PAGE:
Don’t forget to also register for our free web [email protected] where students and their families can explore webinars, keep track of application deadlines, research schools, and so much more. All right on our website. Now back to the Q and a, um, the next question for you, Rachel, is, um, can the score you receive on an AP exam negatively impact your acceptance at a school?

So it’s not going to factor into your acceptance. That’s a really broad question. I know what you’re asking. Don’t want to get tripped up on it.

Here’s what I, I’m going to talk about it more from the perspective of can, will it factor into whether you can earn college credit or not? [00:55:00] Um, because a lot of colleges don’t take fours and fives. You can get anywhere from a one to a five, um, they’ll take fours and fives, or some will take three fours and fives to get credit for a class.

Um, I will say that, you know, a lot of, they don’t even require some schools like that. You submit the tests and their scores. So it’s gonna be, I can’t say that your AP score is going to be what. Makes the decision by any means, we’re looking to see that you took the test so that we, you know, it sort of validate your desire to really master that college level content to really challenge yourself at that level.

So we hope that the score would present that, but [00:56:00] I can’t sit here and say that most colleges are going to say, oh, that, no, one’s going to say that class doesn’t count because they didn’t do really well on the exam because it’s also variable. Okay. Um, now let’s see if you don’t take AP classes in high school, will you be prepared for college?

Yes. Okay. Yes, it is, like I said, this is about building your foundation. It’s about challenging yourself with the environments that you are a part of it’s one component. Um, yes, you, there are so many wonderful options that are out there and there is no there’s no one size fits all answer to any of these questions.[00:57:00]

all right. Well, I have a, I feel like it’s, this question is pretty solid. Um, is it better to have a higher grade in a standard class or a lower grade in an honors or AP? And you know what my answer’s going to be and say, you do your best in that class. They get the higher grade and the higher class.

I mean, truly if it’s a matter of, you know, how do you know how well you’re going to do in that higher class? Unless, till you try, here’s what I’m going to tell you. It, if I know that you could have taken that higher class and you didn’t for no other reason, then you knew you’d get the a and the regular class that’s going to negatively impact you.[00:58:00]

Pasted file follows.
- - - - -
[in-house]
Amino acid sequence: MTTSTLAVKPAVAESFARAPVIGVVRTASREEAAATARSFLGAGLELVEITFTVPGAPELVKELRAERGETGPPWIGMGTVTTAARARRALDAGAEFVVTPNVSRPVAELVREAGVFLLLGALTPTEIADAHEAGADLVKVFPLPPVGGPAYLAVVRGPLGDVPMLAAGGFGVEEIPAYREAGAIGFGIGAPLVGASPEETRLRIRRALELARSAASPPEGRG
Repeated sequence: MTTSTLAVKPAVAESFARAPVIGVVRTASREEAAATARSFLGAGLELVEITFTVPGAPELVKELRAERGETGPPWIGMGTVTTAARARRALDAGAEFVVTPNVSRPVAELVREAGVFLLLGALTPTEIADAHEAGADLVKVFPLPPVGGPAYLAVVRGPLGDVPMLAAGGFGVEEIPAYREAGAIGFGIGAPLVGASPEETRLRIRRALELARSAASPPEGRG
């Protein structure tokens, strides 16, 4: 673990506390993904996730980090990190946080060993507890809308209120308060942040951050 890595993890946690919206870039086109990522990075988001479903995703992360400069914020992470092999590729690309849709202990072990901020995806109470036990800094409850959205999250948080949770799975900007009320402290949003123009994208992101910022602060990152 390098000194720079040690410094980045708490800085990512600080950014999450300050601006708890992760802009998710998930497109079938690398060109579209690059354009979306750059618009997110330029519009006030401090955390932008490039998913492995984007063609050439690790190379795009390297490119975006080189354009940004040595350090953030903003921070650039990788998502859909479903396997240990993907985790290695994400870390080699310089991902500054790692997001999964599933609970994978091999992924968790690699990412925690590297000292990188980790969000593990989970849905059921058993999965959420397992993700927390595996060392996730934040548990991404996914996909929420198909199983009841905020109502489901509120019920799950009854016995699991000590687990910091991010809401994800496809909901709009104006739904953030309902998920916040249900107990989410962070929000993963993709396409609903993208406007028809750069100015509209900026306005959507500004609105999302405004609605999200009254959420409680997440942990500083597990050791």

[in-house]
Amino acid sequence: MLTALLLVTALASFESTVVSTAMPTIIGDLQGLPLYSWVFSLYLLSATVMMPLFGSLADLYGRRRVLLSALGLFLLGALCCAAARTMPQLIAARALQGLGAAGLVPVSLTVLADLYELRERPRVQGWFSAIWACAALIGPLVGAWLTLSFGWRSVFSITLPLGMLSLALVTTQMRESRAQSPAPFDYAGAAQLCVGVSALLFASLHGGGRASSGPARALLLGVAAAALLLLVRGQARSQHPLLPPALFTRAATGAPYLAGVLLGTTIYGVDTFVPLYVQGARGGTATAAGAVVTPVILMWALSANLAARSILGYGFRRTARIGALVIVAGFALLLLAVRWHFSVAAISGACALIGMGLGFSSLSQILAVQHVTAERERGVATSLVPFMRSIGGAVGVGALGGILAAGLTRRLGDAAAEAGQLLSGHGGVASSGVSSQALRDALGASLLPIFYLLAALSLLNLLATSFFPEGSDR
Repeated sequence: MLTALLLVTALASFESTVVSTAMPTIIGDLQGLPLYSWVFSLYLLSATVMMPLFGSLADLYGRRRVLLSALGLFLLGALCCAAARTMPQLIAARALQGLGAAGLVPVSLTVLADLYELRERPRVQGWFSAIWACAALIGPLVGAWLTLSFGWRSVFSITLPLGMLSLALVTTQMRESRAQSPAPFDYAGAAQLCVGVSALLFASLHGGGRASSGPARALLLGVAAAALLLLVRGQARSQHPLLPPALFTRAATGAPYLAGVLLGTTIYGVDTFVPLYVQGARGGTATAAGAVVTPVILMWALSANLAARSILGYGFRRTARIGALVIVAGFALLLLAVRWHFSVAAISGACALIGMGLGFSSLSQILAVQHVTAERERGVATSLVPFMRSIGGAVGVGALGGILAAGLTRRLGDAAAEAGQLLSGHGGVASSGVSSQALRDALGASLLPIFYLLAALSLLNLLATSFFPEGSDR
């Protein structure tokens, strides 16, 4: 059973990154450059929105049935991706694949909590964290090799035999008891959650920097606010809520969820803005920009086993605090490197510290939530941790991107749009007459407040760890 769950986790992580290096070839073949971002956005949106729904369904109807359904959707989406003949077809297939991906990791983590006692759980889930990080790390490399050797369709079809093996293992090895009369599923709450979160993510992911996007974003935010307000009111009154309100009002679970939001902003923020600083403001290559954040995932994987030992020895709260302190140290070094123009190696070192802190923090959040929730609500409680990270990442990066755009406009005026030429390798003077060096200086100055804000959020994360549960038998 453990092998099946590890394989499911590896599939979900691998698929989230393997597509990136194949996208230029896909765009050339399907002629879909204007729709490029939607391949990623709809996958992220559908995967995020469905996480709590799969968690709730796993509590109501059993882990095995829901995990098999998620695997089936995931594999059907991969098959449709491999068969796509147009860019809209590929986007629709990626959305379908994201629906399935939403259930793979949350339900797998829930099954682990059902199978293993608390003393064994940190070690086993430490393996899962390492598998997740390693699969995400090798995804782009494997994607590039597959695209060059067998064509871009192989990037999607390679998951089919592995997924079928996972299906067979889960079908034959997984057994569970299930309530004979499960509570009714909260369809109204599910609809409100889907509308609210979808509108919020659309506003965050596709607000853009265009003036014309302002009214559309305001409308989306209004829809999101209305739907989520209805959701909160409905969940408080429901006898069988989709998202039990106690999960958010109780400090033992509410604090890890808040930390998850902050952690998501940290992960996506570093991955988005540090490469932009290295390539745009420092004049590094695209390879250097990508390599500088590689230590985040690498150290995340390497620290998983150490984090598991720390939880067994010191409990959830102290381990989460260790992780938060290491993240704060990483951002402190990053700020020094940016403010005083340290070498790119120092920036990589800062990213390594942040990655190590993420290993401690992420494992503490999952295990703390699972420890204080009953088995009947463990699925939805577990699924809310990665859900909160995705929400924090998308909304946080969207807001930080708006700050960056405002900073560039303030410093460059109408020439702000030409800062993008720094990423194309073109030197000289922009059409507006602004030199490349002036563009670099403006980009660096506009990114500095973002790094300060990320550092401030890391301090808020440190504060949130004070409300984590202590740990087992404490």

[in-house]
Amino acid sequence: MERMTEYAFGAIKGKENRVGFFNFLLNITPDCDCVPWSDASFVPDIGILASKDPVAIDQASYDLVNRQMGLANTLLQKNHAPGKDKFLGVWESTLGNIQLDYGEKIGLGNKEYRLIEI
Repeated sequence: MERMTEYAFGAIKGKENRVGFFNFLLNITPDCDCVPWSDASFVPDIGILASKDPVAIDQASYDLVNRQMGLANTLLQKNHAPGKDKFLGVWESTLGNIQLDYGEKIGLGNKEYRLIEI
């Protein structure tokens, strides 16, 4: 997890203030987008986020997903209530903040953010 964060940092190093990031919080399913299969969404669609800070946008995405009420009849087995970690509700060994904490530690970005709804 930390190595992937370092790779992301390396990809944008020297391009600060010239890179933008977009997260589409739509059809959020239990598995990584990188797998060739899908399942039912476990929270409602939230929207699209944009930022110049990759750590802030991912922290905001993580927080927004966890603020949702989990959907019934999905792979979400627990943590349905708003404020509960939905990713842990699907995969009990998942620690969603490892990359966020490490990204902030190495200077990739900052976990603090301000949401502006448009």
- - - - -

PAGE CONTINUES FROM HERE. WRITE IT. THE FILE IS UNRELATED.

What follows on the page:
Because my question is, why did you not challenge yourself? Right? Because in a competitive class, that is, you know, you are competing against many who did challenge themselves. Okay now, uh, I think this is the last question of the night and I think this is a good one. I think this kind of goes back to the very first question, but it’s more clearly stated.

Um, so I think it will, I think it will, um, require a different answer. Is it more appealing to highly selective colleges? If I self study for APS as my school does not offer them or get an associates degree from my local community college during high school,

I’m thinking that’s my pause. [00:59:00] I was just trying to make sure that I understood the question. Um,

I can’t say that there’s a, yeah. Or a no again, because circumstances are also unique. Um, you know, even from what can students afford to do, you know, some could afford to take those courses. Others can not, you know, so there are so many variables. Um, the, you just don’t know until you read the full application.

I would say, I can’t say like, oh, because the student went and got their associates that they’re more qualified than the one who went and figured out how to do it. You know, how to prepare for that test and scored just as well on the APS. Right. Um, yeah. I know everyone’s probably [01:00:00] like going nuts saying there’s nothing concrete, but I can promise you there’s nothing concrete.

Um, both circumstances are incredibly, highly motivated students that I would love to get to know better and see, you know, offer an opportunity to if they were the right fit. So, you know, I can’t, I can’t say one’s better than the other because at the end of the day, if, what if we were looking at how the students did on the exam and they both did great.

There’s a lot of motivation that was demonstrated for both. All right. Well, that concludes our questions, uh, for this evening. Um, at this time I would like to go ahead and thank you. Thank everyone for coming out tonight and thank you to our highly engaging panelists, Rachel [01:01:00] Moore. Um, so continuing on, uh, as you look at your screen, you will see, um, the rest of our March series.

Uh, so please be sure to go ahead and mark these dates in your calendar. We look forward to seeing you in future sessions. Uh, we had a really great time telling you about planning your high school courses for admissions. Um, we definitely look forward to seeing you the next time around. Have a good evening, everyone.